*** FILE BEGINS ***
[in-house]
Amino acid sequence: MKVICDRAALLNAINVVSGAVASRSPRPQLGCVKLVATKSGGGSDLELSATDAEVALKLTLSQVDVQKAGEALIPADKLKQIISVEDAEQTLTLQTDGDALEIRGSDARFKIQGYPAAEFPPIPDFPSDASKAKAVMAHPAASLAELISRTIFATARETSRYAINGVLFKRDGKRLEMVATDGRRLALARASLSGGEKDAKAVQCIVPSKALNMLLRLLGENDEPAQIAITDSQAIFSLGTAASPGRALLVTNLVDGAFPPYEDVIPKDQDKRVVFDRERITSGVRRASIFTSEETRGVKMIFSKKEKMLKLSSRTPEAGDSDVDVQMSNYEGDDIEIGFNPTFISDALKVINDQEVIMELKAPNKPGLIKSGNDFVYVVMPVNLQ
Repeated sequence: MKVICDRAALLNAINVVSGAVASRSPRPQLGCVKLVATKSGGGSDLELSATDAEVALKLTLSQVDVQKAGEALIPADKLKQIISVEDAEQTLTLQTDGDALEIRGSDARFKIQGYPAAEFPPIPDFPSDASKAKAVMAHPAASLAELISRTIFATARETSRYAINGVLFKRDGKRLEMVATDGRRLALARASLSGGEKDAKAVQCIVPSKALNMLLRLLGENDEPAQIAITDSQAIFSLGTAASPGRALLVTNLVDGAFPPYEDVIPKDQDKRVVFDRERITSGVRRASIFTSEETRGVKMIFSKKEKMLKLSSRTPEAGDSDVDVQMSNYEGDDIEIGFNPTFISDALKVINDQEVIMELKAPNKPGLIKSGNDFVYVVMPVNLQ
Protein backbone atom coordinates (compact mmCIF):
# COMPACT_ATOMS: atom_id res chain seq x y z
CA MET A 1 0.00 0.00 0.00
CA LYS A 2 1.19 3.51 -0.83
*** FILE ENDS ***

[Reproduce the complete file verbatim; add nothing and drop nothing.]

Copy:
[in-house]
Amino acid sequence: MKVICDRAALLNAINVVSGAVASRSPRPQLGCVKLVATKSGGGSDLELSATDAEVALKLTLSQVDVQKAGEALIPADKLKQIISVEDAEQTLTLQTDGDALEIRGSDARFKIQGYPAAEFPPIPDFPSDASKAKAVMAHPAASLAELISRTIFATARETSRYAINGVLFKRDGKRLEMVATDGRRLALARASLSGGEKDAKAVQCIVPSKALNMLLRLLGENDEPAQIAITDSQAIFSLGTAASPGRALLVTNLVDGAFPPYEDVIPKDQDKRVVFDRERITSGVRRASIFTSEETRGVKMIFSKKEKMLKLSSRTPEAGDSDVDVQMSNYEGDDIEIGFNPTFISDALKVINDQEVIMELKAPNKPGLIKSGNDFVYVVMPVNLQ
Repeated sequence: MKVICDRAALLNAINVVSGAVASRSPRPQLGCVKLVATKSGGGSDLELSATDAEVALKLTLSQVDVQKAGEALIPADKLKQIISVEDAEQTLTLQTDGDALEIRGSDARFKIQGYPAAEFPPIPDFPSDASKAKAVMAHPAASLAELISRTIFATARETSRYAINGVLFKRDGKRLEMVATDGRRLALARASLSGGEKDAKAVQCIVPSKALNMLLRLLGENDEPAQIAITDSQAIFSLGTAASPGRALLVTNLVDGAFPPYEDVIPKDQDKRVVFDRERITSGVRRASIFTSEETRGVKMIFSKKEKMLKLSSRTPEAGDSDVDVQMSNYEGDDIEIGFNPTFISDALKVINDQEVIMELKAPNKPGLIKSGNDFVYVVMPVNLQ
Protein backbone atom coordinates (compact mmCIF):
# COMPACT_ATOMS: atom_id res chain seq x y z
CA MET A 1 0.00 0.00 0.00
CA LYS A 2 1.19 3.51 -0.83